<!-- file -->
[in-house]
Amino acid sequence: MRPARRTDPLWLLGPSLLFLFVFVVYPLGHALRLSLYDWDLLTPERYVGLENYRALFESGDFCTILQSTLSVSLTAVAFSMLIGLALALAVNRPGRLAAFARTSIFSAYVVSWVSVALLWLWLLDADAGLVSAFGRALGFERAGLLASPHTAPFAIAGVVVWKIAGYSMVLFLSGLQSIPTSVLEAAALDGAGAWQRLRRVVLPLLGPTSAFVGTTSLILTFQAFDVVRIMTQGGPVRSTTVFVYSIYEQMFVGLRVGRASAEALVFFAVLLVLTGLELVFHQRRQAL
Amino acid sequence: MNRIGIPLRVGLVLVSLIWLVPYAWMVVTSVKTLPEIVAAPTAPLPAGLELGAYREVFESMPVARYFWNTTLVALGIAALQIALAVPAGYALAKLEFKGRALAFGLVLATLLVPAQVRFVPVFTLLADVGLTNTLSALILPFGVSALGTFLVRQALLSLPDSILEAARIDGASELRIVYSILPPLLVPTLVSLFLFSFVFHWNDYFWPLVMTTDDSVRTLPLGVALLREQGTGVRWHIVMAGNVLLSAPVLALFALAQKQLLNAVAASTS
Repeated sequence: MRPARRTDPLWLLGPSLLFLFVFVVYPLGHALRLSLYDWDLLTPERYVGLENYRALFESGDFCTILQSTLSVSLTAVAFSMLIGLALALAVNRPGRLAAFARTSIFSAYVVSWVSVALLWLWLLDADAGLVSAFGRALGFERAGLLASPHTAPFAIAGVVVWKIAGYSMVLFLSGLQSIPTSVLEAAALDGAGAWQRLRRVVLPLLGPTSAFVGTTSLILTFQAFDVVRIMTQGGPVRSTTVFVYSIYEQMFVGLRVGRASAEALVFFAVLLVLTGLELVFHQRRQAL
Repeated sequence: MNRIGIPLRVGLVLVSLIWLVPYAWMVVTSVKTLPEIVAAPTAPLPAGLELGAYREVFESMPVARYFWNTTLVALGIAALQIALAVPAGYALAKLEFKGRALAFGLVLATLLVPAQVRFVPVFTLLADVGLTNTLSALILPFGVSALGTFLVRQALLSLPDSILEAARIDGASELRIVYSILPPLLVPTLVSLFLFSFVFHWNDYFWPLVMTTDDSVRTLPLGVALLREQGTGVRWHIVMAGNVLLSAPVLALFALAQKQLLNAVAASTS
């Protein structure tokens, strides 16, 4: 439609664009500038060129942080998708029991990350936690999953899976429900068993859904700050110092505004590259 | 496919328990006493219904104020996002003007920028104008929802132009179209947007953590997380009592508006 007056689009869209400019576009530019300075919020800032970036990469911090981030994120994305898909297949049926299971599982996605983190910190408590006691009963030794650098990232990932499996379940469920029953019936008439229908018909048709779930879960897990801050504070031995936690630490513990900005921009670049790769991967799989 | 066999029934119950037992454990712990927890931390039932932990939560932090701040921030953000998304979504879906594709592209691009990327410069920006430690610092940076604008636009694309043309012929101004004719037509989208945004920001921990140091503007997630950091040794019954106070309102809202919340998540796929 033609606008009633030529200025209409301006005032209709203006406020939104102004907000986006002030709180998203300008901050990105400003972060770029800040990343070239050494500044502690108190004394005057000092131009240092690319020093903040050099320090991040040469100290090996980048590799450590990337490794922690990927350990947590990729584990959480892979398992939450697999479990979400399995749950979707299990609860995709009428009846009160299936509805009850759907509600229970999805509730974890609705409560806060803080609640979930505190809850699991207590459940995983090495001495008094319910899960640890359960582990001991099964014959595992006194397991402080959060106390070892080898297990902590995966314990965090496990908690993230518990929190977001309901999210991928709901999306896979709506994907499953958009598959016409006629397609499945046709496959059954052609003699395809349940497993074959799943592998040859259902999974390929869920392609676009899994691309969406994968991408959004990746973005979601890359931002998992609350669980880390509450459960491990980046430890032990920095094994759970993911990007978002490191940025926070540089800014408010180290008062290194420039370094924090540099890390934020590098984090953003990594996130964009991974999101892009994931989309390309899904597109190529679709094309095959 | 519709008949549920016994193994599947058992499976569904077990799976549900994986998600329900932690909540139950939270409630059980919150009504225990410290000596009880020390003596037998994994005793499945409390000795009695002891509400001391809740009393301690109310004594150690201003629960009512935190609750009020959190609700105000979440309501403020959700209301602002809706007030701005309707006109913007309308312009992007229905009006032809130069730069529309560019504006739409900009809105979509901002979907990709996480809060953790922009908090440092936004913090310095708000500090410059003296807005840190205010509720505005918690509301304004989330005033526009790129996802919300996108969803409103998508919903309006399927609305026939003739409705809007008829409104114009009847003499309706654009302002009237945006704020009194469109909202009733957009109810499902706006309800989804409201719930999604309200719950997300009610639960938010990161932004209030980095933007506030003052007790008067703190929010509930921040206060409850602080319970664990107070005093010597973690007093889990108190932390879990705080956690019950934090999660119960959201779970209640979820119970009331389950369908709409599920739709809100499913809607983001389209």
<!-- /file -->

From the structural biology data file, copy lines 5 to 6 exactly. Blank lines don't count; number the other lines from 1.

Repeated sequence: MNRIGIPLRVGLVLVSLIWLVPYAWMVVTSVKTLPEIVAAPTAPLPAGLELGAYREVFESMPVARYFWNTTLVALGIAALQIALAVPAGYALAKLEFKGRALAFGLVLATLLVPAQVRFVPVFTLLADVGLTNTLSALILPFGVSALGTFLVRQALLSLPDSILEAARIDGASELRIVYSILPPLLVPTLVSLFLFSFVFHWNDYFWPLVMTTDDSVRTLPLGVALLREQGTGVRWHIVMAGNVLLSAPVLALFALAQKQLLNAVAASTS
């Protein structure tokens, strides 16, 4: 439609664009500038060129942080998708029991990350936690999953899976429900068993859904700050110092505004590259 | 496919328990006493219904104020996002003007920028104008929802132009179209947007953590997380009592508006 007056689009869209400019576009530019300075919020800032970036990469911090981030994120994305898909297949049926299971599982996605983190910190408590006691009963030794650098990232990932499996379940469920029953019936008439229908018909048709779930879960897990801050504070031995936690630490513990900005921009670049790769991967799989 | 066999029934119950037992454990712990927890931390039932932990939560932090701040921030953000998304979504879906594709592209691009990327410069920006430690610092940076604008636009694309043309012929101004004719037509989208945004920001921990140091503007997630950091040794019954106070309102809202919340998540796929 033609606008009633030529200025209409301006005032209709203006406020939104102004907000986006002030709180998203300008901050990105400003972060770029800040990343070239050494500044502690108190004394005057000092131009240092690319020093903040050099320090991040040469100290090996980048590799450590990337490794922690990927350990947590990729584990959480892979398992939450697999479990979400399995749950979707299990609860995709009428009846009160299936509805009850759907509600229970999805509730974890609705409560806060803080609640979930505190809850699991207590459940995983090495001495008094319910899960640890359960582990001991099964014959595992006194397991402080959060106390070892080898297990902590995966314990965090496990908690993230518990929190977001309901999210991928709901999306896979709506994907499953958009598959016409006629397609499945046709496959059954052609003699395809349940497993074959799943592998040859259902999974390929869920392609676009899994691309969406994968991408959004990746973005979601890359931002998992609350669980880390509450459960491990980046430890032990920095094994759970993911990007978002490191940025926070540089800014408010180290008062290194420039370094924090540099890390934020590098984090953003990594996130964009991974999101892009994931989309390309899904597109190529679709094309095959 | 519709008949549920016994193994599947058992499976569904077990799976549900994986998600329900932690909540139950939270409630059980919150009504225990410290000596009880020390003596037998994994005793499945409390000795009695002891509400001391809740009393301690109310004594150690201003629960009512935190609750009020959190609700105000979440309501403020959700209301602002809706007030701005309707006109913007309308312009992007229905009006032809130069730069529309560019504006739409900009809105979509901002979907990709996480809060953790922009908090440092936004913090310095708000500090410059003296807005840190205010509720505005918690509301304004989330005033526009790129996802919300996108969803409103998508919903309006399927609305026939003739409705809007008829409104114009009847003499309706654009302002009237945006704020009194469109909202009733957009109810499902706006309800989804409201719930999604309200719950997300009610639960938010990161932004209030980095933007506030003052007790008067703190929010509930921040206060409850602080319970664990107070005093010597973690007093889990108190932390879990705080956690019950934090999660119960959201779970209640979820119970009331389950369908709409599920739709809100499913809607983001389209």